With four games left in the 2018 season, the Mike McCarthy-era came to an end in Green Bay.
McCarthy had led the Packers to one Super Bowl title, four NFC Championship games and nine playoff appearances during his nearly 13 seasons on the job. And he helped get Brett Favre’s career back on track and Aaron Rodgers’ career get started.
But with the Packers sitting at 4-7-1, team president Mark Murphy fired McCarthy — who left with the second-most wins (125) and as the second-longest tenured coach in team history.
“The exit, it left a dent, just to be honest, with our family,” McCarthy, who now coaches the Dallas Cowboys, said last month. “But it’s been four years. We’re so much better because of it. We’ve had time to process it all and it’s a little unique.”
Now, in a remarkable story dripping with irony, McCarthy’s Cowboys could eventually determine whether the 2022 Packers reach the postseason.
The Packers have won three straight games, improved to 7-8 and are tied for No. 8 spot in the NFC with Seattle and Detroit. The New York Giants (8-6-1) are currently seeded sixth and Washington (7-7-1) holds the seventh and final playoff spot.
Green Bay must win out and hope for some help along the way.
The Giants — who host a dreadful Indianapolis (4-10-1) team and Philadelphia (13-2) — need just one win in their final two games to earn a playoff spot. The website FiveThirtyEight.com gives the Giants a 92% chance of making the playoffs.
So Green Bay’s most likely path to the playoffs is for Washington to lose one of its final two games. And that’s where McCarthy and the Cowboys come in.
Washington hosts a subpar Cleveland team (6-9) Sunday and the Commanders are a 2-point favorite. Washington then hosts Dallas in Week 18 — a game in which the Cowboys would typically be a slight favorite.
Dallas (11-4) is locked into the No. 5 spot in the NFC, though. And with no chance of moving up or down, the Cowboys would have little incentive to play their starters in Week 18.
If Dallas plays many of its reserves in the season finale — giving Washington a far greater chance to prevail — McCarthy and the Cowboys could be a big reason Green Bay eventually misses the playoffs.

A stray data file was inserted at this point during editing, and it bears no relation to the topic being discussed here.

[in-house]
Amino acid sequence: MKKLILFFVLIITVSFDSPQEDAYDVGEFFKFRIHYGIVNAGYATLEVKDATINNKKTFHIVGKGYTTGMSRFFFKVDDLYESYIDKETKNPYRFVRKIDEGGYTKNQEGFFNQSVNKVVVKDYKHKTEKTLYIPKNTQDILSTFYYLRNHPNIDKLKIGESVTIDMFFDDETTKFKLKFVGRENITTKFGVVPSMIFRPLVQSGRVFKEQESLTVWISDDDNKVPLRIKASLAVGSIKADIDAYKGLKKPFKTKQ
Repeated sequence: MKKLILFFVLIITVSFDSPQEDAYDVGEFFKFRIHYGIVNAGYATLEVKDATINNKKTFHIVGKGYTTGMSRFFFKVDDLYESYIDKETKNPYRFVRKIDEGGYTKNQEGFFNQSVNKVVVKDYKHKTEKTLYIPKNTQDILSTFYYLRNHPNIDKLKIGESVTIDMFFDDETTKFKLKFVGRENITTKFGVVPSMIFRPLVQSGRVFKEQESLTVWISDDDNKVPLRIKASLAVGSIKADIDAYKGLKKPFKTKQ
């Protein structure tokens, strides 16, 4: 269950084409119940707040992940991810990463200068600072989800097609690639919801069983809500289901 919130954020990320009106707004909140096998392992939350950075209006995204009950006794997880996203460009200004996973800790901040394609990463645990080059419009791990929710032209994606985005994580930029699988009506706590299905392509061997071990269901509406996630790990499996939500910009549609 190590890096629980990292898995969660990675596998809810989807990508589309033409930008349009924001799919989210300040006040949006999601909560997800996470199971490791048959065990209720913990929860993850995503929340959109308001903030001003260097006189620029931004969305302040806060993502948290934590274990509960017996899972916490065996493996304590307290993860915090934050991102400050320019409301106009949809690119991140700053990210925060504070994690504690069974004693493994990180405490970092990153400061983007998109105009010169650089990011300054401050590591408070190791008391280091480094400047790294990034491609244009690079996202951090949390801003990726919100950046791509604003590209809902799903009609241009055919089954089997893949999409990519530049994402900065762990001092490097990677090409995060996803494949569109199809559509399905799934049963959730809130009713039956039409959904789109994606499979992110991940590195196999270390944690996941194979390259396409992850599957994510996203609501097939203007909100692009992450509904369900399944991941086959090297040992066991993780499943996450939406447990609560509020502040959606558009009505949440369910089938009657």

“I’d like to be, let’s see what are we, 7-8?” Packers quarterback Aaron Rodgers said after Green Bay defeated Miami on Sunday. “I’d like to be, you know, 10-5, 11-4, but considering where we were a few weeks ago, a lot of has happened in our favor. All the games that needed to go a certain way needed to go a certain way.
“Now, there’s obviously much left, but again, we’ve played meaningful games in December, we won all three of those. Now we’re playing meaningful games in January, and we’ve got to win those.”
Green Bay’s final two games are both at home — against Minnesota and Detroit.
If the Packers — who have a 27% chance of making the playoffs — win both of those games, they’ll pass the Lions. And while Seattle — which has home games with the New York Jets and Los Angeles Rams — could get to 9-8, the Packers would win that tiebreaker because they’ll have a better record against NFC teams.
With the Giants positioned to lock down the No. 6 seed, Green Bay’s best hope seems to be passing Washington. Of course, McCarthy and the Cowboys could take their foot off the gas in Week 18, making it even tougher for the Packers to pass the Commanders.
Back in 2011, Green Bay went 15-1 in the regular season and had the No. 1 seed in the NFC wrapped up late in the year. So in the regular season finale, McCarthy sat standouts Rodgers, Charles Woodson and Clay Matthews and pulled many of his starters early in the game.
“It was important to get those guys rested … and they’ll be ready to go through the process next week and improve as a team,” McCarthy said that day.
They weren’t ready — as Green Bay lost its 2011 playoff opener to the New York Giants, 37-20.
“No excuses,” McCarthy said afterwards. “There’s nothing in the preparation that led me to believe that this was going to occur.”
During McCarthy’s remaining time in Green Bay, the Packers battled for playoff positioning until the final week of the season. So resting his front-liners wasn’t really an option.
It will be interesting to see if McCarthy opts to rest many of his standouts in Week 18 — or have them play against Washington.
Many across the NFL, including McCarthy himself, thought his firing was handled poorly.
McCarthy joined Gene Ronzani (1953) as the only coaches in team history to be fired mid-season. And considering McCarthy had a Super Bowl on his résumé, many felt his dismissal showed a lack of respect.
“If we missed the playoffs, I expected change might happen,” McCarthy told ESPN.com after the 2018 season. “But the timing surprised me. Actually it stunned me. It couldn't have been handled any worse.”
Amazingly, McCarthy could get some revenge in the days ahead.
What Green Bay’s former coach opts to do will make for fascinating viewing.